News

Senators urge NFL to back Redskins’ name change

Senators urge NFL to back Redskins’ name change

REDSKINS:Washington Redskins quarterback Robert Griffin III puts his helmet back on after being tackled by the Baltimore Ravens defense in the first half of their NFL football game in Landover, Maryland in this Dec. 9, 2012. Photo: Reuters

By Ian Simpson

WASHINGTON (Reuters) – Fifty U.S. senators urged the National Football League on Thursday to endorse a name change for the Washington Redskins, saying the franchise’s name was a racial slur.

In a letter to NFL Commissioner Roger Goodell, the lawmakers said the league should follow the example of the National Basketball Association, which has banned Los Angeles Clippers owner Donald Sterling for life for bigoted remarks.

“Today, we urge you and the National Football League to send the same clear message as the NBA did, that racism and bigotry have no place in professional sports,” wrote the senators, all of them Democrats or independents.

“It’s time for the NFL to endorse a name change for the Washington, D.C. football team.”

The letter adds pressure on Dan Snyder, the Redskins’ main owner. He has defied calls from activists and journalists for 14 years to change his team’s name and Indian logo.

Native American groups have fought for the name change in court and through advertising campaigns. Even President Barack Obama has weighed in, saying that if he owned the team, he would consider changing the name.

The letter was led by Senator Maria Cantwell of Washington and Senate Majority Leader Harry Reid of Nevada, and signed by 47 other senators. Senator Bill Nelson, a Florida Democrat, sent a separate letter to Goodell.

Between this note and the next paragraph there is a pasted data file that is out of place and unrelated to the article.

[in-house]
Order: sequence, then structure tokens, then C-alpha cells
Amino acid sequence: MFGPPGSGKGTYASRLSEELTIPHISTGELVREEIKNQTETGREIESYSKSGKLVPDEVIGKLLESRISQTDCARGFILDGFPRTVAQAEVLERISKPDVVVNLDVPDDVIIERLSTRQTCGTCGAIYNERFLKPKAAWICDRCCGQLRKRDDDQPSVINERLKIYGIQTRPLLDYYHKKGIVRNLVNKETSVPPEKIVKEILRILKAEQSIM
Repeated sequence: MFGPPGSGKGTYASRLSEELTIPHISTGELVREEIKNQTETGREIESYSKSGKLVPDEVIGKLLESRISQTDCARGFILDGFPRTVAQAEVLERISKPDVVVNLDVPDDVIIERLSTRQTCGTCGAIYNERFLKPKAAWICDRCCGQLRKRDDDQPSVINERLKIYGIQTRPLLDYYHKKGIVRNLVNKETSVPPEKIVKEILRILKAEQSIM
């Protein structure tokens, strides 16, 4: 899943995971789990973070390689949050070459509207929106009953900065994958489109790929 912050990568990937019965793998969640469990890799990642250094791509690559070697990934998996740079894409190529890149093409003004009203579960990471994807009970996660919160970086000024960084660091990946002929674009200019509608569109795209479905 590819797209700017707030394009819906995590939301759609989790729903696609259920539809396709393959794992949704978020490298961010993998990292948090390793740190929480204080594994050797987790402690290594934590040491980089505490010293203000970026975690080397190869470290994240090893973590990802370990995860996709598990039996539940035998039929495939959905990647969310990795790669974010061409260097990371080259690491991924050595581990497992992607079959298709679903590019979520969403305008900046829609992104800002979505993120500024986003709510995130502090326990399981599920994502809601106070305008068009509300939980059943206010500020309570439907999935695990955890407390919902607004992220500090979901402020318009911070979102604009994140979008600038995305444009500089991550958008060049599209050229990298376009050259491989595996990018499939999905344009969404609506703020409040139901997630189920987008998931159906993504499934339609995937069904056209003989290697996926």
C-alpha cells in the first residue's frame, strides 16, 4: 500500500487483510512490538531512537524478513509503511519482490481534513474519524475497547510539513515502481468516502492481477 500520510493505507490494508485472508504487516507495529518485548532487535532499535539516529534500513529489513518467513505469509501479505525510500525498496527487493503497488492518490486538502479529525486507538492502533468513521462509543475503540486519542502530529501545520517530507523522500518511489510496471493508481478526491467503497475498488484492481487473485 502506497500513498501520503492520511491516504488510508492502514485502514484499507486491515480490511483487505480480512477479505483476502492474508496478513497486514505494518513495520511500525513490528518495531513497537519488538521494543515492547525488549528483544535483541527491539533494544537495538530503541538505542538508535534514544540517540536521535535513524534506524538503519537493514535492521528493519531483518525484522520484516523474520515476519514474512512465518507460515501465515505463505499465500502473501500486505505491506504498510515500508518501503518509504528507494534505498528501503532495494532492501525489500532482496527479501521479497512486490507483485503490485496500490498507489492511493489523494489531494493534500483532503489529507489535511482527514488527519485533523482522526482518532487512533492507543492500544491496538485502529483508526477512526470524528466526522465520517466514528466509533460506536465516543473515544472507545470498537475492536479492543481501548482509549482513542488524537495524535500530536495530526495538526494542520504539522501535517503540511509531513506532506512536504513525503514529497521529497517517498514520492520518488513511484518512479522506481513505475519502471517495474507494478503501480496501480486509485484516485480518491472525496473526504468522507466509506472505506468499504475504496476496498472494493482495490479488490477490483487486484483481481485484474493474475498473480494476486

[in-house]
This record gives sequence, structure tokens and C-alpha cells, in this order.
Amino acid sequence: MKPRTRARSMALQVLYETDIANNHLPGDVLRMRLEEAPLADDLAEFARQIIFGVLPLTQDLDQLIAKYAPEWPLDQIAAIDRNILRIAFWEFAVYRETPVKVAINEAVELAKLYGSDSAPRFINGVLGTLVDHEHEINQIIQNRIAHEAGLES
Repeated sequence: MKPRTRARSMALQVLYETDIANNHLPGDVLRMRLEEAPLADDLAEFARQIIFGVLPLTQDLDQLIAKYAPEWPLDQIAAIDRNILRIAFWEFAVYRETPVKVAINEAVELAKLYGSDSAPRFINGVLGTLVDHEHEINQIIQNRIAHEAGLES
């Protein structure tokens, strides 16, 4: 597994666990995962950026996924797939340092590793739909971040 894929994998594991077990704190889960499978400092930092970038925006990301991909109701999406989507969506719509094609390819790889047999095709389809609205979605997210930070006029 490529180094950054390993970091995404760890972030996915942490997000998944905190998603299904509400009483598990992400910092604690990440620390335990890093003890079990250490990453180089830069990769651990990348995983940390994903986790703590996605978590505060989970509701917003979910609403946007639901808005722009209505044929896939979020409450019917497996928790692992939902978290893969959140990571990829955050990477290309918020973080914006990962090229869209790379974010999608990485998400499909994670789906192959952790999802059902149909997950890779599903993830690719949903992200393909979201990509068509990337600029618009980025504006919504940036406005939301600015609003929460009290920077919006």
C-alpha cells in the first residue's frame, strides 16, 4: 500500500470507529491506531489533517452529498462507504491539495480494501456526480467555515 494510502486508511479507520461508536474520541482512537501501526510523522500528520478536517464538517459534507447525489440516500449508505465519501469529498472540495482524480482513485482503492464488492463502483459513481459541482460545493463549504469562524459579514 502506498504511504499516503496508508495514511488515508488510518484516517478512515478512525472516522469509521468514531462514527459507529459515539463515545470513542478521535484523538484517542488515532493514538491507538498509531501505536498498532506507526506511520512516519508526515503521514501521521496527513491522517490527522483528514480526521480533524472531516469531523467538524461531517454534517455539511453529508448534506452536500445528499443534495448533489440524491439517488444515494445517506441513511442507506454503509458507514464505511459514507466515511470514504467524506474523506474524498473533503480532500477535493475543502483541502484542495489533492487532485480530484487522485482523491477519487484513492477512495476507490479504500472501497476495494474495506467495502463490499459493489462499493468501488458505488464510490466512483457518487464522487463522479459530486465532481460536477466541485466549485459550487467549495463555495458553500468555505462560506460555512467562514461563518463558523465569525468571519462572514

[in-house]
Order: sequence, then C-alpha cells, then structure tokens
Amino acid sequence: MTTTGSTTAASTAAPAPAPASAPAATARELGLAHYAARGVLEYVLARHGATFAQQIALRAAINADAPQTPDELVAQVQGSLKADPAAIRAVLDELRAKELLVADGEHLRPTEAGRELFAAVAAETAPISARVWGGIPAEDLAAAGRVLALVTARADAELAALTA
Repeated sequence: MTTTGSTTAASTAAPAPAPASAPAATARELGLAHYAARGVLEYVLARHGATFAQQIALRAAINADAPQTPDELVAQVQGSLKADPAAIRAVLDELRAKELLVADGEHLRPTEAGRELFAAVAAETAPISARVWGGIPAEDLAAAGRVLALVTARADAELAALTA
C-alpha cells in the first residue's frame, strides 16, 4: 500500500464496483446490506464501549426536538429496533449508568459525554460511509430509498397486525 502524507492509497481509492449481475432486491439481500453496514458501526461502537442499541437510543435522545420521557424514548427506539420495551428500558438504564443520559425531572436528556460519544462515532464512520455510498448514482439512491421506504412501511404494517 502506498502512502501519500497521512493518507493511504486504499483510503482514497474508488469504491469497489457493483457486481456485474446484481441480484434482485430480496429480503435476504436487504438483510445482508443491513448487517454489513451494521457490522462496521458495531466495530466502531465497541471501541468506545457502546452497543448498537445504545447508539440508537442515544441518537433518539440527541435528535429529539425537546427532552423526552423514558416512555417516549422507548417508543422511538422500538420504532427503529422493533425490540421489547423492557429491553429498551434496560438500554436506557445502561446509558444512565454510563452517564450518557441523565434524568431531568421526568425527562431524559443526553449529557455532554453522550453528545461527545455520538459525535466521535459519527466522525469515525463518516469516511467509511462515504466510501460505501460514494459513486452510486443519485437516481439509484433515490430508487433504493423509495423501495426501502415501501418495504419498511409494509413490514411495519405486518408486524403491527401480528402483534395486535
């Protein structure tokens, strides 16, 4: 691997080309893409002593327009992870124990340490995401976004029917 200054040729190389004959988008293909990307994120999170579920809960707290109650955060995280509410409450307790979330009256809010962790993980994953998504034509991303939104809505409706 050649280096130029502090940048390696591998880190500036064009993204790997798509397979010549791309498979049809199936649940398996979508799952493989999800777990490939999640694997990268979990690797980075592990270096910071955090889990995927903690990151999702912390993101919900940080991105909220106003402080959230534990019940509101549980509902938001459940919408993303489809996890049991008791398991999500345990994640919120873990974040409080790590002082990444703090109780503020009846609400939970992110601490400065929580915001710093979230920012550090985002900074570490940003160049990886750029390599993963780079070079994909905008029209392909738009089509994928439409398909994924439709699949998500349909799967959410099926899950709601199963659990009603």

Goodell had said in January most football fans and Americans supported the Redskins’ keeping their name.

NFL spokesman Brian McCarthy said in a statement that the league had not received the letter, but that the NFL has long shown a commitment to progressive leadership on diversity issues.

“The intent of the team’s name has always been to present a strong, positive and respectful image. The name is not used by the team or the NFL in any other context, though we respect those that view it differently,” he said.

A Redskins spokesman said the team had no response to the letter.

(Editing by Dan Grebler and Bernadette Baum)

Recent Headlines

in Entertainment

TV Land ditches the ‘Dukes’

Fresh
dukes

Re-runs of the '80s sitcom "Dukes of Hazzard" are off the air amid controversy over portrayals of the Confederate flag, which is notably featured on the show's "General Lee" vehicle.

in Music

Florida Georgia Line star marries

Fresh
hubbard

The country star tied the knot with fiancée Hayley Stommel on the two-year anniversary of their first kiss.

in Entertainment

Exhibit takes fans inside ‘Hunger Games’

Fresh
hungergames

With hundreds of costumes, props, photos, and interactive displays, "The Hunger Games: The Exhibition" brings fans into the dystopian, post-apocalyptic nation of Panem.

in Entertainment

Stephen Colbert took over a Michigan public access channel

Fresh
25-overlay1

The new "Late Show" host took over the latest episode of "Only in Monroe," which airs in the community of about 21,000 people.

in Lifestyle

5 ways to save money on your summer road trip

Fresh
roadtrip

While a domestic road trip might appear like an affordable alternative to traveling abroad, costs can easily spiral out of control.